Most of the details related to the next-generation version of the Nissan GT-R sports car have so far been a mystery, but at least one source calls it a "foregone conclusion" that the car will move to a hybrid powertrain within the next few years. That's not to say the model will go soft. In fact, the Japanese automaker may be eying the Porsche 918 or McLaren P1 as performance targets.
The big news on the electric vehicle front today is that Nissan is considering slowing down EV battery production in the US and UK and source all of Nissan's big packs come from Japan. Nissan may also buy some batteries from the Korean company LG Chem. This is apparently causing dissent within Nissan, but it follows what Alliance partner Renault is doing in the hunt for 180-mile EVs. This
Nissan reported its Q1 financial results through the April-June period, and Bloomberg reports that the Japanese automaker beat analyst expectations. The outlet averaged income estimates provided by 11 analysts to come up with a figure of 130.2 billion yen ($1.3 billion), while Reuters' analyst survey returned a estimate of 163 billion yen ($1.6 billion) in operating profit. Nissan easily beat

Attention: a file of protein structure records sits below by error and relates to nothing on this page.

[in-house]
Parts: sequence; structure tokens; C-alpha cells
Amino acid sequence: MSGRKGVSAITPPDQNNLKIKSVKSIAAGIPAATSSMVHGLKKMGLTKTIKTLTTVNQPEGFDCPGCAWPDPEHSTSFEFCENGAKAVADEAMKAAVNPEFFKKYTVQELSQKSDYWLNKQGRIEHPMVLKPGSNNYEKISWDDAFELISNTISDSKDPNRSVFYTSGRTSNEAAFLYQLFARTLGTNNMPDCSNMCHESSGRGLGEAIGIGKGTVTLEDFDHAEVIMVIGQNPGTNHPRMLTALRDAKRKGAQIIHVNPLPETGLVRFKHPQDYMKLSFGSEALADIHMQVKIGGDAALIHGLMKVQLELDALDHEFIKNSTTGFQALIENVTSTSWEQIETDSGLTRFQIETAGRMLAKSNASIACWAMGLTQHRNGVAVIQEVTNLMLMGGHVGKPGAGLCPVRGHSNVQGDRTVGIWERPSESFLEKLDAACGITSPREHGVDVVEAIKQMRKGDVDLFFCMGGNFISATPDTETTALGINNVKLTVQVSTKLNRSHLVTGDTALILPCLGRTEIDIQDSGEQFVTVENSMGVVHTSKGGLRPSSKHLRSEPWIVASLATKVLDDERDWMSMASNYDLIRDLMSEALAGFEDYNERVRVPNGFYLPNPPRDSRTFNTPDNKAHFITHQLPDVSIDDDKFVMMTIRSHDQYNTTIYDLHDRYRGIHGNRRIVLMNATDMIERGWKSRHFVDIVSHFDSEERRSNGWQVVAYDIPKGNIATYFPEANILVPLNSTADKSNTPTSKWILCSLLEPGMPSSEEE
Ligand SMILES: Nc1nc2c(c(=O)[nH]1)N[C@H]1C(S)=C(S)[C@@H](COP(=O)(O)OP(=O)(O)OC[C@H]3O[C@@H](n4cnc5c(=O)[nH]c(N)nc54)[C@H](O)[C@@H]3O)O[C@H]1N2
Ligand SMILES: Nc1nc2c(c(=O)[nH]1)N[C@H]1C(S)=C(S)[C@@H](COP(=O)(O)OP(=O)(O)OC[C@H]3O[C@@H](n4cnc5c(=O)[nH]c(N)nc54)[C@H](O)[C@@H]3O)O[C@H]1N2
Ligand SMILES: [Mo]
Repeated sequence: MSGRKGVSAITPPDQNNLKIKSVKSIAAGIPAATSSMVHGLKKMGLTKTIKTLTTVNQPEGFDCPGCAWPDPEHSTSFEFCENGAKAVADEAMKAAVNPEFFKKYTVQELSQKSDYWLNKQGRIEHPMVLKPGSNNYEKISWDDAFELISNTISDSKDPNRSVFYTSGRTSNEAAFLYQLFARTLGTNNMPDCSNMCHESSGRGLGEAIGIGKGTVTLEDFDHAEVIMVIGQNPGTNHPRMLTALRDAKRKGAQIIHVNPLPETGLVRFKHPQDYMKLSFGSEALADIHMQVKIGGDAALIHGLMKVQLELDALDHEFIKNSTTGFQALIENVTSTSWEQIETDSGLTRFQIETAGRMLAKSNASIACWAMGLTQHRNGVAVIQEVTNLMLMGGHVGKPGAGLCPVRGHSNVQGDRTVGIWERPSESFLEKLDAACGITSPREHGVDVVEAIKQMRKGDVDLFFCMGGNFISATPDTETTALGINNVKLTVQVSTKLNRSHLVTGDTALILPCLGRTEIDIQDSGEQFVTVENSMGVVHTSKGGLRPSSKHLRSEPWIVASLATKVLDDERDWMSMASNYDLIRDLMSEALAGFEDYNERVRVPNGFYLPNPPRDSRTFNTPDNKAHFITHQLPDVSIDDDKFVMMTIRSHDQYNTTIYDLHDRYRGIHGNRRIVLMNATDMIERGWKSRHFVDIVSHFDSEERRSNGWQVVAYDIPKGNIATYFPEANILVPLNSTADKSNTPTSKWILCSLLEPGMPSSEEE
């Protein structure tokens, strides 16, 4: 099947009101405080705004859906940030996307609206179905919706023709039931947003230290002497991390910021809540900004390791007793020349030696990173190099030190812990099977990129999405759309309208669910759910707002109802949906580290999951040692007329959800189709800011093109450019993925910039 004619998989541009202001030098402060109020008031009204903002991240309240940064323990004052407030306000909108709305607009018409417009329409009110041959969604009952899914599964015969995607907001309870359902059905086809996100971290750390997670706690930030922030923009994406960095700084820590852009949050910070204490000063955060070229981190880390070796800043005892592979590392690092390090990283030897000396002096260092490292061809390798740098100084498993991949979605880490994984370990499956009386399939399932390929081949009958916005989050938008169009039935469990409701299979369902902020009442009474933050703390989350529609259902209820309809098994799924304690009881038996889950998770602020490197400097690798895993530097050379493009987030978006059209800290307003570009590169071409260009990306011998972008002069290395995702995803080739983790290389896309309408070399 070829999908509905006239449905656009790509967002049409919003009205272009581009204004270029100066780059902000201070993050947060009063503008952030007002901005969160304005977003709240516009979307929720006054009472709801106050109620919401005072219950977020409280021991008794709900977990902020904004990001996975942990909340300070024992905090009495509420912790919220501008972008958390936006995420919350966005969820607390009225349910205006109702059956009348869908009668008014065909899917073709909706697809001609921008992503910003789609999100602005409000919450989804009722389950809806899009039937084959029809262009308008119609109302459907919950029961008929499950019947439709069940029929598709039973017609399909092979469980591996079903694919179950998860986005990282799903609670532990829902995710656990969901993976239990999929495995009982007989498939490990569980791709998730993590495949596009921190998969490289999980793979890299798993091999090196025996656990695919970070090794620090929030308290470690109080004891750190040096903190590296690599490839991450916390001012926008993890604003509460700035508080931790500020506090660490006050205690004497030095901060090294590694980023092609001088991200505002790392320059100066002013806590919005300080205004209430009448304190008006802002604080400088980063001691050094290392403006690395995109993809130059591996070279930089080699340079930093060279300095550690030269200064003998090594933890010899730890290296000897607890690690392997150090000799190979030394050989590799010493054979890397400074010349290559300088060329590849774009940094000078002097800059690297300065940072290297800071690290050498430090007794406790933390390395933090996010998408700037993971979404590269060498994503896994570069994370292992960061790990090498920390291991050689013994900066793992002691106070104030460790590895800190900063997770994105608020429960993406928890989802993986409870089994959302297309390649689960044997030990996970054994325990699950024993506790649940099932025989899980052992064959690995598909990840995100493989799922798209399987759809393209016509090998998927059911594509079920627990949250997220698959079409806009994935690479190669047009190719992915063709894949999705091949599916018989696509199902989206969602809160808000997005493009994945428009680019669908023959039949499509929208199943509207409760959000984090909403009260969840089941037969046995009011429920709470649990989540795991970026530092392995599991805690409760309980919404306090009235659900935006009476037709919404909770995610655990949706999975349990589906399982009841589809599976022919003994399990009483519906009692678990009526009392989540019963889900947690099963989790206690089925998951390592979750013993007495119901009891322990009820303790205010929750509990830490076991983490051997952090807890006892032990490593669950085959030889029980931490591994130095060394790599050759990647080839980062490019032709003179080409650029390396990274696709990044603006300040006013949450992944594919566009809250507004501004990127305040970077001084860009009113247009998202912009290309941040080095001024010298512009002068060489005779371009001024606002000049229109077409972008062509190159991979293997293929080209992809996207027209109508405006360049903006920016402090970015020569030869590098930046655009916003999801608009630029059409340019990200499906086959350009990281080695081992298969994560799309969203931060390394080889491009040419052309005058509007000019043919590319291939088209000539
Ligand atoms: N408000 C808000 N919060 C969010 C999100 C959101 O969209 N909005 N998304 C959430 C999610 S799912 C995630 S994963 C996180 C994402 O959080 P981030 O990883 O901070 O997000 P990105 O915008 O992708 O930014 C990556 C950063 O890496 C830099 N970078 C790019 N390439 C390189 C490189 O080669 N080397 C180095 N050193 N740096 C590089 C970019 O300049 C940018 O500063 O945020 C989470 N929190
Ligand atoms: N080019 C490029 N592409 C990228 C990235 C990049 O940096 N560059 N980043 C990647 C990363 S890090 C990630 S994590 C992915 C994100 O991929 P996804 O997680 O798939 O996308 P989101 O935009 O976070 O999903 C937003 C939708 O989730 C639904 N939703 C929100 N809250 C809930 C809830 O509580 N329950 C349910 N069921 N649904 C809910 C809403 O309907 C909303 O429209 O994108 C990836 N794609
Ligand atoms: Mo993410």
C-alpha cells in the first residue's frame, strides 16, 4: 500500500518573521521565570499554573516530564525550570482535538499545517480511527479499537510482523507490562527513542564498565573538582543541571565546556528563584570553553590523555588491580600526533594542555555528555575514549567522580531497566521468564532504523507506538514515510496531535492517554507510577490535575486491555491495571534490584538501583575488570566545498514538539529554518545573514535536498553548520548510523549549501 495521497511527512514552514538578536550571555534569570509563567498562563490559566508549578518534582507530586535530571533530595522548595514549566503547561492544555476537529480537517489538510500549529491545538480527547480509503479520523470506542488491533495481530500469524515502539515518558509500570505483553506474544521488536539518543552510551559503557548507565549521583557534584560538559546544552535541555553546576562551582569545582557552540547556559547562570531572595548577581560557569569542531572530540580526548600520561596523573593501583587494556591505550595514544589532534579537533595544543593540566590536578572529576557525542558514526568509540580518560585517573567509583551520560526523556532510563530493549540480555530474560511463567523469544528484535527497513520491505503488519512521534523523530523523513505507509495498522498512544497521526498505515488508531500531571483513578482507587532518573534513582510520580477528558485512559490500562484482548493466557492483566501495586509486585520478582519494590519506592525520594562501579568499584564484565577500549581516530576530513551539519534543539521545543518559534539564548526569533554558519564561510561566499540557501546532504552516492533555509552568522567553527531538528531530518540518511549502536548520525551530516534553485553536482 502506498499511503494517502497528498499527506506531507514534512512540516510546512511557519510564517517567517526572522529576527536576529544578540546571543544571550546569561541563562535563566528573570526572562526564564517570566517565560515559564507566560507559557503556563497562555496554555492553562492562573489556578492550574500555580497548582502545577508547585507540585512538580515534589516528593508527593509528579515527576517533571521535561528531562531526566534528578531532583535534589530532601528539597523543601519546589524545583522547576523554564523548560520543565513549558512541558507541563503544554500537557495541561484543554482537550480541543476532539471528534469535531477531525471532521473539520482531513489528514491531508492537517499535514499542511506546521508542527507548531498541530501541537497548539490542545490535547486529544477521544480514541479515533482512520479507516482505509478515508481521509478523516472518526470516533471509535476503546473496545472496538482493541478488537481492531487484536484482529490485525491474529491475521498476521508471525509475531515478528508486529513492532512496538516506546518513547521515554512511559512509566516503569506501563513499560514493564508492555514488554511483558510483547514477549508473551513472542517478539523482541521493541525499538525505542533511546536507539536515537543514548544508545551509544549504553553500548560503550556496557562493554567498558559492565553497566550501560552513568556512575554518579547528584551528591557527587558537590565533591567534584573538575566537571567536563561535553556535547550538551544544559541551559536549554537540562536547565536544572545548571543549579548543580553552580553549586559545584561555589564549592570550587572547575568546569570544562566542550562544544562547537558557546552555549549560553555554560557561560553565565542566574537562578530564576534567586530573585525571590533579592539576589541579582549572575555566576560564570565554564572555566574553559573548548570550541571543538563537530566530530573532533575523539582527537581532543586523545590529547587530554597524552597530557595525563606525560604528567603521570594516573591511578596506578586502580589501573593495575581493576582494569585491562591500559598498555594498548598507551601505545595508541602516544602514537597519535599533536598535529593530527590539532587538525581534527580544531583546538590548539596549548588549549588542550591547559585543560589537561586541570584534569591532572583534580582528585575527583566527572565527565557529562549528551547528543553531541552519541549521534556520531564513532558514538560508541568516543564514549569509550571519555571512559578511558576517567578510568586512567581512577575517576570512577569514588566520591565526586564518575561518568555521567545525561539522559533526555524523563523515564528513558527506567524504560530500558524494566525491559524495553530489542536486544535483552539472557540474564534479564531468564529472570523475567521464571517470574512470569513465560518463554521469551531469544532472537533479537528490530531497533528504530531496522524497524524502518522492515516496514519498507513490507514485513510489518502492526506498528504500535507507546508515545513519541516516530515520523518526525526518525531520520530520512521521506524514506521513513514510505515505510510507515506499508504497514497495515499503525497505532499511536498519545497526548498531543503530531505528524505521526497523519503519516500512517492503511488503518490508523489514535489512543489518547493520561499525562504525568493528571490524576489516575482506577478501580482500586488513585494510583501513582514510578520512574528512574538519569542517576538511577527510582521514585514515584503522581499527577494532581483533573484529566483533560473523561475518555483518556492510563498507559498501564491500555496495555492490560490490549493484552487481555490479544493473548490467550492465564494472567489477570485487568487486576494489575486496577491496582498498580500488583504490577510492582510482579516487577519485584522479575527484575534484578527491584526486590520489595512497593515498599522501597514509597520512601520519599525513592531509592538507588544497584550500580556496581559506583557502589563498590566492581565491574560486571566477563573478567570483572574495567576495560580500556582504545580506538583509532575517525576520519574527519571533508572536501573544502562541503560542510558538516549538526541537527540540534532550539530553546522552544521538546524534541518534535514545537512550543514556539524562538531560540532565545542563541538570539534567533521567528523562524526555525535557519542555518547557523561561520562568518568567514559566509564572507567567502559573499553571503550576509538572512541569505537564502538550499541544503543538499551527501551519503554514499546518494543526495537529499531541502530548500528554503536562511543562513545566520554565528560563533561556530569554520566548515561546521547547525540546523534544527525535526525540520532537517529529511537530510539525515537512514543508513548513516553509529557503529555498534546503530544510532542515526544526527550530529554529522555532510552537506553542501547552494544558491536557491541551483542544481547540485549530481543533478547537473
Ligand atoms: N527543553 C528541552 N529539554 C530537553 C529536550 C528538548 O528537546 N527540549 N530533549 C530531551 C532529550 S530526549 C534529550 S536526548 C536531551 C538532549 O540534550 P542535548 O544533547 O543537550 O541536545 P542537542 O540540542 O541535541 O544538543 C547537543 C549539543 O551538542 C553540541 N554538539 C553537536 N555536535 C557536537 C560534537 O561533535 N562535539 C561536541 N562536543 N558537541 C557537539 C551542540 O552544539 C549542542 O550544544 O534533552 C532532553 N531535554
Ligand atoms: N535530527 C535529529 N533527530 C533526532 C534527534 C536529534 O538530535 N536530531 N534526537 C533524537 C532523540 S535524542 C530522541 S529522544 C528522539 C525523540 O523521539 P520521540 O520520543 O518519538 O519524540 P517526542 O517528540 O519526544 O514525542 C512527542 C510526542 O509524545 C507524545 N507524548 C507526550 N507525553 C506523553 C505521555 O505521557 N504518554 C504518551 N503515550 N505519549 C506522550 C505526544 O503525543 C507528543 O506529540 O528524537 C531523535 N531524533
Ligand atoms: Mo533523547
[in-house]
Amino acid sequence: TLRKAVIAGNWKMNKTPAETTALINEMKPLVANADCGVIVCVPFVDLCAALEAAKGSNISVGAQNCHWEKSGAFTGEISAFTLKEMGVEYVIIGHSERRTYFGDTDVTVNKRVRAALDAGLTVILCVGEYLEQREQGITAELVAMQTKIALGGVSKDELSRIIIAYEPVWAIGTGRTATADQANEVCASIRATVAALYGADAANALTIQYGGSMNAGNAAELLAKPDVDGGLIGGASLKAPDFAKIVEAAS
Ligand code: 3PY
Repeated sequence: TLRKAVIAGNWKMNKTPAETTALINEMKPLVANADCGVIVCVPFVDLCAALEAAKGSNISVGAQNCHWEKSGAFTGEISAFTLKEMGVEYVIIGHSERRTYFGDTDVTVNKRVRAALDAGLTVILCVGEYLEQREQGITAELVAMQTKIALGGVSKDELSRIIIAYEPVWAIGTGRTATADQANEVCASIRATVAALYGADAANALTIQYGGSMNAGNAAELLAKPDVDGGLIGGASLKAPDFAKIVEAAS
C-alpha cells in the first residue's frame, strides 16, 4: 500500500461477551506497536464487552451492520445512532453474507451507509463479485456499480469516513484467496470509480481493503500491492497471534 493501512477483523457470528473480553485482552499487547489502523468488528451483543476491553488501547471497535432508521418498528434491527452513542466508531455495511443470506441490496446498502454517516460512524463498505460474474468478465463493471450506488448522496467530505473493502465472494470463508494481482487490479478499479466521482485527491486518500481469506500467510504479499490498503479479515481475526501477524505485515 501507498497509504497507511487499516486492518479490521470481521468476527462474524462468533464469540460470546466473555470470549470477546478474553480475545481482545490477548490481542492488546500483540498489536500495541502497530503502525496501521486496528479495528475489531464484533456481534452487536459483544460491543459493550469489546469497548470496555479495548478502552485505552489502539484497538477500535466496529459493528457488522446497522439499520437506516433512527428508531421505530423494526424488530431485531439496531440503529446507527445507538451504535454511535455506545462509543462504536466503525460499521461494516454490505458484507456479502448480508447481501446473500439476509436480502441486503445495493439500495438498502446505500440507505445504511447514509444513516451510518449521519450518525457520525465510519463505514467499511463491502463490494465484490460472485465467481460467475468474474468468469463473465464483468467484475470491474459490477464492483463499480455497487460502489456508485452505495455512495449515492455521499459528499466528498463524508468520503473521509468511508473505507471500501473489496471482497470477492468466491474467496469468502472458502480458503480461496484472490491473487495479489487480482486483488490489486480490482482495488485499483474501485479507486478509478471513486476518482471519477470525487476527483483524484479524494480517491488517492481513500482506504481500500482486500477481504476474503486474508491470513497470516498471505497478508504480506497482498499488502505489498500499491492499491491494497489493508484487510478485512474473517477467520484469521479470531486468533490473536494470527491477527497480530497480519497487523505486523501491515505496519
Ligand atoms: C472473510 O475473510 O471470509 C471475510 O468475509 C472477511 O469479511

When you talk to people in the plug-in vehicle industry, one theme you hear repeatedly is that the more plug-in cars that are out there, the better things are for everyone. One reason is that more EVs build a need for more public chargers, and more chargers mean more people see that plugging in is feasible. But there's still something to be said for old-fashioned competition, and in the sales